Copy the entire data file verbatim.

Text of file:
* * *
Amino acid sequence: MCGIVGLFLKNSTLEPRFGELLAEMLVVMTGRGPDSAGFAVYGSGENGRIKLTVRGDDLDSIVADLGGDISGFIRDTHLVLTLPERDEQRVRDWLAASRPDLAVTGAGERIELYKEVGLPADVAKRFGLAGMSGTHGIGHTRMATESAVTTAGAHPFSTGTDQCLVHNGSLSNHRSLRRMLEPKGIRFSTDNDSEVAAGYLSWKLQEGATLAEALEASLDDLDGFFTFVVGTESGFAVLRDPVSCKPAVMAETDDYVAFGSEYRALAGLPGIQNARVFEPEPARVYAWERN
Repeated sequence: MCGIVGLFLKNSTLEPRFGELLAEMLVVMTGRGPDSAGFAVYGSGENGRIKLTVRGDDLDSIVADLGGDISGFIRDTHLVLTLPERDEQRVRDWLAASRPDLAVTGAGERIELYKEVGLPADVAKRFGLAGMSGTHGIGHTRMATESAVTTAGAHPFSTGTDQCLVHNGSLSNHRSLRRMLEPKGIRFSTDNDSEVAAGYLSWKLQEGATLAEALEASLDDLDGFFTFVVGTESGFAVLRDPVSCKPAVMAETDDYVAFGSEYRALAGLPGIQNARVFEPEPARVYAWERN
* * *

Amino acid sequence: MCGIVGLFLKNSTLEPRFGELLAEMLVVMTGRGPDSAGFAVYGSGENGRIKLTVRGDDLDSIVADLGGDISGFIRDTHLVLTLPERDEQRVRDWLAASRPDLAVTGAGERIELYKEVGLPADVAKRFGLAGMSGTHGIGHTRMATESAVTTAGAHPFSTGTDQCLVHNGSLSNHRSLRRMLEPKGIRFSTDNDSEVAAGYLSWKLQEGATLAEALEASLDDLDGFFTFVVGTESGFAVLRDPVSCKPAVMAETDDYVAFGSEYRALAGLPGIQNARVFEPEPARVYAWERN
Repeated sequence: MCGIVGLFLKNSTLEPRFGELLAEMLVVMTGRGPDSAGFAVYGSGENGRIKLTVRGDDLDSIVADLGGDISGFIRDTHLVLTLPERDEQRVRDWLAASRPDLAVTGAGERIELYKEVGLPADVAKRFGLAGMSGTHGIGHTRMATESAVTTAGAHPFSTGTDQCLVHNGSLSNHRSLRRMLEPKGIRFSTDNDSEVAAGYLSWKLQEGATLAEALEASLDDLDGFFTFVVGTESGFAVLRDPVSCKPAVMAETDDYVAFGSEYRALAGLPGIQNARVFEPEPARVYAWERN